Sir William Jones

C. H. Timperley, in Encyclopaedia of Literary and Typographical Anecdote (1842) 2:806n.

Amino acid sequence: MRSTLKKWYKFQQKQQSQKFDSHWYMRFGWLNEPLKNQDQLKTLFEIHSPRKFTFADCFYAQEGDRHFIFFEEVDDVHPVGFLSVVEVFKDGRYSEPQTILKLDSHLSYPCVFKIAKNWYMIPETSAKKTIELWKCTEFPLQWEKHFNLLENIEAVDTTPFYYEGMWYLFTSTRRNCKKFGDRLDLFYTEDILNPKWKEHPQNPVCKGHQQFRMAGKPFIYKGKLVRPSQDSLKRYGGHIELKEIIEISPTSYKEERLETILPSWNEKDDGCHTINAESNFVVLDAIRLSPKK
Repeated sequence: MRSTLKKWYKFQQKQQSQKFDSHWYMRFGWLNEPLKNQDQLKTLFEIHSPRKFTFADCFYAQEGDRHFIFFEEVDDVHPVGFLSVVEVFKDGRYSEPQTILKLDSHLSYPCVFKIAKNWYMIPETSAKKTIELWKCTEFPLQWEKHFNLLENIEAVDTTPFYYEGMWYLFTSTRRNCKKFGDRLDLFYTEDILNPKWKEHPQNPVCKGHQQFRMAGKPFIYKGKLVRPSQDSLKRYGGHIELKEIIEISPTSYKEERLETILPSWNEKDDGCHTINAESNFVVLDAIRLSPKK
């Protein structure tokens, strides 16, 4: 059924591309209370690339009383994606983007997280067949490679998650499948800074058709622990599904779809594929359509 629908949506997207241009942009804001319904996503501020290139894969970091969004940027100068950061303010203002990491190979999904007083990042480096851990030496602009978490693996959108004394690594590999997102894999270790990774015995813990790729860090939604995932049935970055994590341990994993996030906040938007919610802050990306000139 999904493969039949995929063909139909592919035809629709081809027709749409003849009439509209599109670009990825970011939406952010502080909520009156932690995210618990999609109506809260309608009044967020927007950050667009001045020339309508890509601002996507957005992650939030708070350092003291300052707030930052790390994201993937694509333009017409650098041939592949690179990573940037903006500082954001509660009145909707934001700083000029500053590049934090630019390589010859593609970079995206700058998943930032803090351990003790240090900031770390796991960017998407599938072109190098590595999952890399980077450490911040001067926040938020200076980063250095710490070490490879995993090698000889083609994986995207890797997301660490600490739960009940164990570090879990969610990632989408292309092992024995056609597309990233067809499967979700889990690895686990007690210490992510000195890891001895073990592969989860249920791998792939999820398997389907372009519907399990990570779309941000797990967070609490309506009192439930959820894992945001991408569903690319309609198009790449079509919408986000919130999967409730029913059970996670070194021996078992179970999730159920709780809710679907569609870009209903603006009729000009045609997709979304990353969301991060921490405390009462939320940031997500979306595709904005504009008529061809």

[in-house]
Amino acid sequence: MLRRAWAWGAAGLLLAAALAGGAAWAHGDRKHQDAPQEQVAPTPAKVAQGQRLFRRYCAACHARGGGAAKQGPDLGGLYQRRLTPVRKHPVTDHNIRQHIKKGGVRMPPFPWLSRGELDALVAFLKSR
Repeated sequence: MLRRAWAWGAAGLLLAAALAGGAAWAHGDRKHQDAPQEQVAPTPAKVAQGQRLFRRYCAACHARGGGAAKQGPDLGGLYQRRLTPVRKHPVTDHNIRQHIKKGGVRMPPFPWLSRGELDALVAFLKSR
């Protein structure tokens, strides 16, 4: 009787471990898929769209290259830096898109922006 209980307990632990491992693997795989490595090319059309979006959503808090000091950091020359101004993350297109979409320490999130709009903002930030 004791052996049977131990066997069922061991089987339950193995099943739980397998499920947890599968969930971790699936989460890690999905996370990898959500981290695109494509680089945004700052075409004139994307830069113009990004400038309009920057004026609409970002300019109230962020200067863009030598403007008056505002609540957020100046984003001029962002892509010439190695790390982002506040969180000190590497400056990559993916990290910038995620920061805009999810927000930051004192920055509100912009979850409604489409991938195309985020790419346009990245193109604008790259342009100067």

Sir William Jones was born in London, in 1748, and educated at Oxford, where to his classical pursuits he added the study of Persic and Arabic, but also the Spanish, Italian, and Portuguese. In 1770, he entered on the study of the law at the Temple. In 1783 he obtained the appointment of a judge in the supreme court at Calcutta, and the honour of knighthood on this occasion, and married Anna Maria Shipley, daughter of the bishop of St. Asaph. In April of that year he embarked for India, and on the voyage projected the establishment of a society in Bengal, for the purpose of illustrating oriental antiquities and literature. The volumes of its transactions are inestimable, and are enriched by several valuable productions from his pen. As judge he was indefatigable and impartial. He studied the native laws of the country, and became so versed in the Sanscrit and the codes of the Brahmins, as to gain the admiration of the most learned men in that country. Though eminent as an original scholar, sir William also wrote some lyric pieces of great beauty, which are much admired, and have added to our current phraseology a few highly energetic and beautiful expressions. His Ode in Imitation of Alcaeus, is a heart-stirring effusion of patriotism. This excellent man died in India, April 2, 1794. His works were collected and published in 6 vols. 4to. 1799, and his Life, written by sir John Shore, Lord Teignmouth, in one vol. 4to. in 1804. A beautiful monument has been erected to his memory in St. Paul's cathedral, by the East India company.